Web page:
The 4-hour Workweek

  • Author: Tim Ferriss
  • by Amando Abreu

Expectations when reading the 4-hour workweek

I expected to find ways of making the same amounts of money by working fewer hours.

Mega TL;DR;

Build highly efficient revenue-generating systems that require almost no input from you by focusing on few things, automating what can be automated, and hiring people to make the decisions that need to be made by a human. Give the people you hire a lot of freedom to make mistakes and learn as they go. The mistakes will be worth it in the long run as they feel better because of the autonomy and won’t need to bother you nearly as much.

Tim Ferriss suggests doing this with your own job by:

  1. Working remotely
  2. Outsourcing what can be outsourced

Similar books:

- Built to sell(it’s like a 4-hour workweek that uses the boomer fantasy instead of the millennial one)

The 4-hour workweek notable quotes

“A person’s success in life can usually be measured by the number of uncomfortable conversations he or she is willing to have.”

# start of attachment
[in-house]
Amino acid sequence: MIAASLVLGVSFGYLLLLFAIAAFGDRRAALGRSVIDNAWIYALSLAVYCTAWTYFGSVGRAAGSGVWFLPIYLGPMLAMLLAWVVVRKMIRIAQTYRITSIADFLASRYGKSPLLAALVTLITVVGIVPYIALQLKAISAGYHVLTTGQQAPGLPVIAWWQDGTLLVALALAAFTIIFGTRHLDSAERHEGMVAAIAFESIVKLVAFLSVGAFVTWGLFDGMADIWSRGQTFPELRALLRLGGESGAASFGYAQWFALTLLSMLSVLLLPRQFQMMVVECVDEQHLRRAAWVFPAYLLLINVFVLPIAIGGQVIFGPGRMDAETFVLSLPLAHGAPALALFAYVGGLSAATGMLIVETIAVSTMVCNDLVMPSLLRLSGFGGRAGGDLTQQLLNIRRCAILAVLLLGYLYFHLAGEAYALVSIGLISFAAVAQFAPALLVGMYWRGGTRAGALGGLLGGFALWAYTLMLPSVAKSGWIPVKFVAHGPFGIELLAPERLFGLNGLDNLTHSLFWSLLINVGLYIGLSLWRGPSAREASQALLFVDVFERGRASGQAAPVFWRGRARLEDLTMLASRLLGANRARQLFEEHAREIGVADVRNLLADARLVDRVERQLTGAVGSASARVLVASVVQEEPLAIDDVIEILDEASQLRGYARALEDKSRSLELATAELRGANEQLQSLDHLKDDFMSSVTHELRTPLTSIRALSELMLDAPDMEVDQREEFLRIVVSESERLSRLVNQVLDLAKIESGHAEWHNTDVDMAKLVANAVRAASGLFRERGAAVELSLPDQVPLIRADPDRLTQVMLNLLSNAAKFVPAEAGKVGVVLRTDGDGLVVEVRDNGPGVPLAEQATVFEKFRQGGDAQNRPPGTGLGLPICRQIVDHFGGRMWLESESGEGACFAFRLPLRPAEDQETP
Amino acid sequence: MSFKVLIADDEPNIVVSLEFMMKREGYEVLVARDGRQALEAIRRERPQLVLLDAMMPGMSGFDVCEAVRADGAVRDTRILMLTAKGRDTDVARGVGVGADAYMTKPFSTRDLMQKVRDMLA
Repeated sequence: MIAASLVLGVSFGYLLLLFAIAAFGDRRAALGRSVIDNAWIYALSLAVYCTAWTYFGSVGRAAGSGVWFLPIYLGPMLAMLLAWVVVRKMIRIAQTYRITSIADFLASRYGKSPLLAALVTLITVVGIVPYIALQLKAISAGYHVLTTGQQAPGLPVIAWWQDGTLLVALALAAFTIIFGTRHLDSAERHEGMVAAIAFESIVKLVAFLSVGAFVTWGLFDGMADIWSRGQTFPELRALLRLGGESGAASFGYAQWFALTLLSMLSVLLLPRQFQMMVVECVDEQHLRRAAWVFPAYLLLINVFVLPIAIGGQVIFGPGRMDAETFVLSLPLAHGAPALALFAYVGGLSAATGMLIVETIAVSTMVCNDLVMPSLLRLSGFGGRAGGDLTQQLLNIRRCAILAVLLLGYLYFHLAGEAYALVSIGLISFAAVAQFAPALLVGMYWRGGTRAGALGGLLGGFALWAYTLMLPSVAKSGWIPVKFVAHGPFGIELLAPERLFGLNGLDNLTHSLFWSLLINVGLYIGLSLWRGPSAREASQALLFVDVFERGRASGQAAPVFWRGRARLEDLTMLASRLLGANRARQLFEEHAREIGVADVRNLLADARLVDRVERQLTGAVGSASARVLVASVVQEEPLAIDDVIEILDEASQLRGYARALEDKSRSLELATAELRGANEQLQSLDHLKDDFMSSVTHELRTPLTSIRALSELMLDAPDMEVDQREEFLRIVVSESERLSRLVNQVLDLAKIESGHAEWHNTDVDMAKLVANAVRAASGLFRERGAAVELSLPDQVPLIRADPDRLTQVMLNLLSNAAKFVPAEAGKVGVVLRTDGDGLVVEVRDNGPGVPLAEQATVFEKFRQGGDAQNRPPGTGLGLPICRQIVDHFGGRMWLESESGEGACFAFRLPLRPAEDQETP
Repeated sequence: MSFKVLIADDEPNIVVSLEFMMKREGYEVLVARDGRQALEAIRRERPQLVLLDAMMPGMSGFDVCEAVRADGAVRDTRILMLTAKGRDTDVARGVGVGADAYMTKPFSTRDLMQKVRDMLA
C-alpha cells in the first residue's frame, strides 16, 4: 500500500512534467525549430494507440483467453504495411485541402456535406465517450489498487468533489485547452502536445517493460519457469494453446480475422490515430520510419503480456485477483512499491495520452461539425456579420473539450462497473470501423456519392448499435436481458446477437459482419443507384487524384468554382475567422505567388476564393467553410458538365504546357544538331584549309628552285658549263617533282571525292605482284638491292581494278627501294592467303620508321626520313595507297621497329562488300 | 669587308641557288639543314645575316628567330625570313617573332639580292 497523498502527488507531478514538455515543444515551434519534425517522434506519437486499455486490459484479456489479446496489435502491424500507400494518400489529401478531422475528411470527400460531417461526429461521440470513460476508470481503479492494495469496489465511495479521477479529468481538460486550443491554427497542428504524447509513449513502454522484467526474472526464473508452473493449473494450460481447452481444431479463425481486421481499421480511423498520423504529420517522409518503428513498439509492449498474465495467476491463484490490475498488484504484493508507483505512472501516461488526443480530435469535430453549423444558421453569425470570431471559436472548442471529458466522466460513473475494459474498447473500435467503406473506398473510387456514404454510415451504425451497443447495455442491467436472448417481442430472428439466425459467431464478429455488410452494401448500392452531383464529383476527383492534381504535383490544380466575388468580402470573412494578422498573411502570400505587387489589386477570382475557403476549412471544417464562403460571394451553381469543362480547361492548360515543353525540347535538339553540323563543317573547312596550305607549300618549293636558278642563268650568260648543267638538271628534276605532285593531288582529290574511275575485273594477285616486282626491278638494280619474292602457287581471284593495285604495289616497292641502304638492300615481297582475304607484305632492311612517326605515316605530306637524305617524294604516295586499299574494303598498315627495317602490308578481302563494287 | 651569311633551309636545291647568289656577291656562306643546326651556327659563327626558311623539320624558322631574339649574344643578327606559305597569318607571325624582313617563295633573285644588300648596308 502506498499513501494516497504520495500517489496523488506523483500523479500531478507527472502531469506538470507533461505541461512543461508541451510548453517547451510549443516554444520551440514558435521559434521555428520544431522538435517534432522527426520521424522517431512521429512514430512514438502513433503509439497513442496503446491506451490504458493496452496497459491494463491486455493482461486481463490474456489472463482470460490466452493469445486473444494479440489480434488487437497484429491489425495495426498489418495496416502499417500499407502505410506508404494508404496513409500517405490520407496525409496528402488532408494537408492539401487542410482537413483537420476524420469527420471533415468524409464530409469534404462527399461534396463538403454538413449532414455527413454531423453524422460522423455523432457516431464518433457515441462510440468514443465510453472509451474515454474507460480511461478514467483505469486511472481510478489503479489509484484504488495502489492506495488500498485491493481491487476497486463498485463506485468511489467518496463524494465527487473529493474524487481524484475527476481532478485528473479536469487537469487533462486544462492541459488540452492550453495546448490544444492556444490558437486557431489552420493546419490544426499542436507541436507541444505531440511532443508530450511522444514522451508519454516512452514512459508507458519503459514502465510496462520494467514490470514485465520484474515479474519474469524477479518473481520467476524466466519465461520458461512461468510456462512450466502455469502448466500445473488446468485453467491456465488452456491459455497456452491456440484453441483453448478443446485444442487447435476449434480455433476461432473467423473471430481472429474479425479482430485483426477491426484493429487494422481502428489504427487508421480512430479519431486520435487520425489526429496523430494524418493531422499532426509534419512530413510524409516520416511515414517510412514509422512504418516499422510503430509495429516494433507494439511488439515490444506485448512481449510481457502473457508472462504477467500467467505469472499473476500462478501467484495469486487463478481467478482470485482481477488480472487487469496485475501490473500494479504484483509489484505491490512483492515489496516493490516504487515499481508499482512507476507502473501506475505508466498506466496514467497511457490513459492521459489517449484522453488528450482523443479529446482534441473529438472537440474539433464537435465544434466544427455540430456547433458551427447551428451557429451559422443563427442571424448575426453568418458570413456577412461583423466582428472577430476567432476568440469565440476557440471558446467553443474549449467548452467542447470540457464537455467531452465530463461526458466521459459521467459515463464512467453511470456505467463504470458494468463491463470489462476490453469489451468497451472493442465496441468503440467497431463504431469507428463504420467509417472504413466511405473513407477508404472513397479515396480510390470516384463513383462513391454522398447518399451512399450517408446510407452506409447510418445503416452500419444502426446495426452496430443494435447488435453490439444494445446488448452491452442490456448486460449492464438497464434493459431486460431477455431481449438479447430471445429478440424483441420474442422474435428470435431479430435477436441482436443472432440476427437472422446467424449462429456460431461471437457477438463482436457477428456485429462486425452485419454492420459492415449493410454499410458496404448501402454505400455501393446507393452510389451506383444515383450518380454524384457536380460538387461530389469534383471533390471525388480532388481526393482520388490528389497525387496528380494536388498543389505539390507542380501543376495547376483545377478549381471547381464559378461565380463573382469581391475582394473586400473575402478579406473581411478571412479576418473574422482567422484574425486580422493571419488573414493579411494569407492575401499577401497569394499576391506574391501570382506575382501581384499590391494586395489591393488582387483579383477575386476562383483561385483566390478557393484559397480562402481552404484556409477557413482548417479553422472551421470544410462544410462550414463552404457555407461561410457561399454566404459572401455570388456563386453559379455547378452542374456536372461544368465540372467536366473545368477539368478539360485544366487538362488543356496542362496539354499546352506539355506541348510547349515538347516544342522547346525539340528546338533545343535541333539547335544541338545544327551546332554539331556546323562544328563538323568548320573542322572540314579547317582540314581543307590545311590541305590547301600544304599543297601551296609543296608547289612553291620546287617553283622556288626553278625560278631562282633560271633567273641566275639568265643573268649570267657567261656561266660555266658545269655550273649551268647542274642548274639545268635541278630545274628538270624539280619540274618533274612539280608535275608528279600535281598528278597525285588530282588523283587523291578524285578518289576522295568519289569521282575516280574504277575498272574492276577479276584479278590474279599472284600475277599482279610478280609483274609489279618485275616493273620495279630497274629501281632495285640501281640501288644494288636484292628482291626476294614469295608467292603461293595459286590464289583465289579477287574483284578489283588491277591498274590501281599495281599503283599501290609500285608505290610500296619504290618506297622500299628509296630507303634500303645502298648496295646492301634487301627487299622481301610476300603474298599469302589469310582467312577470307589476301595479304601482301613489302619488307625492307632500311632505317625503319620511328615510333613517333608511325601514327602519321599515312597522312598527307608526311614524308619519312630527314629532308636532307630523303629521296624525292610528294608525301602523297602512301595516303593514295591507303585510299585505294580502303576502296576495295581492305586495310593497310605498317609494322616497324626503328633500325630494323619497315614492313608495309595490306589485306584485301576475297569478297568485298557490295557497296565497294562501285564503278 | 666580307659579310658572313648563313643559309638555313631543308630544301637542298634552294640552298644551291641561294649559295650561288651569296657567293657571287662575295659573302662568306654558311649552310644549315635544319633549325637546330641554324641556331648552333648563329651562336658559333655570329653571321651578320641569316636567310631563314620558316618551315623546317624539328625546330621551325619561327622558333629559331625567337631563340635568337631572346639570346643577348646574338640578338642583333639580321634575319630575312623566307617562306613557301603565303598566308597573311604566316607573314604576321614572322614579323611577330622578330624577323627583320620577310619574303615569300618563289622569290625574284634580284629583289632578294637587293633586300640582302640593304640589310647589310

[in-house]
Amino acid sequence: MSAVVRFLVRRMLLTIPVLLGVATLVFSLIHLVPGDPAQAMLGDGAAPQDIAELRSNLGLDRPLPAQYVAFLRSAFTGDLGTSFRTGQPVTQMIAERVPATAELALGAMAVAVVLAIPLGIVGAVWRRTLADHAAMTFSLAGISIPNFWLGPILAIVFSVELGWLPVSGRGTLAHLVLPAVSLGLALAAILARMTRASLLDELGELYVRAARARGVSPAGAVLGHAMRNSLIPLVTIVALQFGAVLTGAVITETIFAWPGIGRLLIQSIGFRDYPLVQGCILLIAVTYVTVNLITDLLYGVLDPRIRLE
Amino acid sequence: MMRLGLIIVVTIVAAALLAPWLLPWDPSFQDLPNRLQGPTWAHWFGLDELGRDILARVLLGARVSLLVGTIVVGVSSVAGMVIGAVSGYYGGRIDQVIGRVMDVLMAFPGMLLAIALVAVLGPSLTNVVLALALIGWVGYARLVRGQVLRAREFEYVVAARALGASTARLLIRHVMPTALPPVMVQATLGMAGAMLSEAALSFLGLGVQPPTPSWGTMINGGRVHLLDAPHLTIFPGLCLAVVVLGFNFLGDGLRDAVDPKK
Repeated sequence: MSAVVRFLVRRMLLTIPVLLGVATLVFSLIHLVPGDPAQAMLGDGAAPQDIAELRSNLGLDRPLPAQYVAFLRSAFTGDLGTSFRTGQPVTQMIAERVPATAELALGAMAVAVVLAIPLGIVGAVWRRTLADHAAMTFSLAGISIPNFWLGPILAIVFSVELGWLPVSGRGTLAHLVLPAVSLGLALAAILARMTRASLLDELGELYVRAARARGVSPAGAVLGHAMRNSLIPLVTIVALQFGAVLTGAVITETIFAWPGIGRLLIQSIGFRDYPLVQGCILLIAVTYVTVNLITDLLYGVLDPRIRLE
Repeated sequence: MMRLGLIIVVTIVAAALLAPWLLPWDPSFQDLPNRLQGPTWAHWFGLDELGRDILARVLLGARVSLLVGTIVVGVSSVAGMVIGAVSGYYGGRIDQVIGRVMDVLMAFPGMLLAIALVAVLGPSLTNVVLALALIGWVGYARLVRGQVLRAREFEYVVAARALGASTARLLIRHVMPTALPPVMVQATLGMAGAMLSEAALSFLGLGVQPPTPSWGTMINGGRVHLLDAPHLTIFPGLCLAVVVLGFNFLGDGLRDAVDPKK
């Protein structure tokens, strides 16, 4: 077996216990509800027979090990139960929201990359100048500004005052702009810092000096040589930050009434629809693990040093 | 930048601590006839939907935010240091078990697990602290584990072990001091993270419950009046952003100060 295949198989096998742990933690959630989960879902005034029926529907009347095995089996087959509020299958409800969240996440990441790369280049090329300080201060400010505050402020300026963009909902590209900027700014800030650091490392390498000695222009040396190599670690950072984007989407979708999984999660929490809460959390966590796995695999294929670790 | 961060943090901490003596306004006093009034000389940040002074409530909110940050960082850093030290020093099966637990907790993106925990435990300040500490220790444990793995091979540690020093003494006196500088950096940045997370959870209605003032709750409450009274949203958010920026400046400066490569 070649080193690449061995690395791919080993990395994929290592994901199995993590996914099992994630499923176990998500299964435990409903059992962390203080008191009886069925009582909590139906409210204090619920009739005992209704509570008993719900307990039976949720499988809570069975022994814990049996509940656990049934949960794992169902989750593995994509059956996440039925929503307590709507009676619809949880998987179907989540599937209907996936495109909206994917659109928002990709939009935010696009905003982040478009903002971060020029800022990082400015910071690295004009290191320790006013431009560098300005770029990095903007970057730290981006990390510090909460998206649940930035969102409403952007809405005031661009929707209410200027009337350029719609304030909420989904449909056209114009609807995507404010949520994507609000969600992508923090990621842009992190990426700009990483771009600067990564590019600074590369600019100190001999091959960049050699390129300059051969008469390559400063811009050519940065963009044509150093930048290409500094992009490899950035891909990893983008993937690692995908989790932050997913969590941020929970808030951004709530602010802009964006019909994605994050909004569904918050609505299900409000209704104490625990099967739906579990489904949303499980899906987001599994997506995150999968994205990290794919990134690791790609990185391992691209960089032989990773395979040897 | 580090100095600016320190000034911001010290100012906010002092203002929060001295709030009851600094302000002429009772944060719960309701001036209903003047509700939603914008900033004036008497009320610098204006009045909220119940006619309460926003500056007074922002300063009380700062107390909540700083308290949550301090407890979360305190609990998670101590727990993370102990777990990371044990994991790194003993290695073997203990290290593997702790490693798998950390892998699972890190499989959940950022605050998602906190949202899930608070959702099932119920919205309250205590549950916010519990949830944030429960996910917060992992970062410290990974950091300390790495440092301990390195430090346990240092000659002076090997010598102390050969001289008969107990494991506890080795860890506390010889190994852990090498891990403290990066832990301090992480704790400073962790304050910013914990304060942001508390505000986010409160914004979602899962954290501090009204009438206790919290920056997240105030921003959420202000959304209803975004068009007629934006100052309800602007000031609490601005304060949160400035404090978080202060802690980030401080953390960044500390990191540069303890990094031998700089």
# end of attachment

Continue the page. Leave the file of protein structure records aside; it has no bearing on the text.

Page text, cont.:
“Focus on being productive instead of busy.”

“Never automate something that can be eliminated, and never delegate something that can be automated or streamlined. Otherwise, you waste someone else’s time instead of your own, which now wastes your hard-earned cash. How’s that for incentive to be effective and efficient?”

(on giving people autonomy)

“It’s amazing how someone’s IQ seems to double as soon as you give them responsibility and indicate that you trust them.”

Spoiler

Tim Ferriss probably works around 80 hours a week

About the author

Amando Abreu got into electronics as a kid, started programming microchips in his early teens, moved onto web development in his late teens, and got into people; psychology; and business in his twenties.

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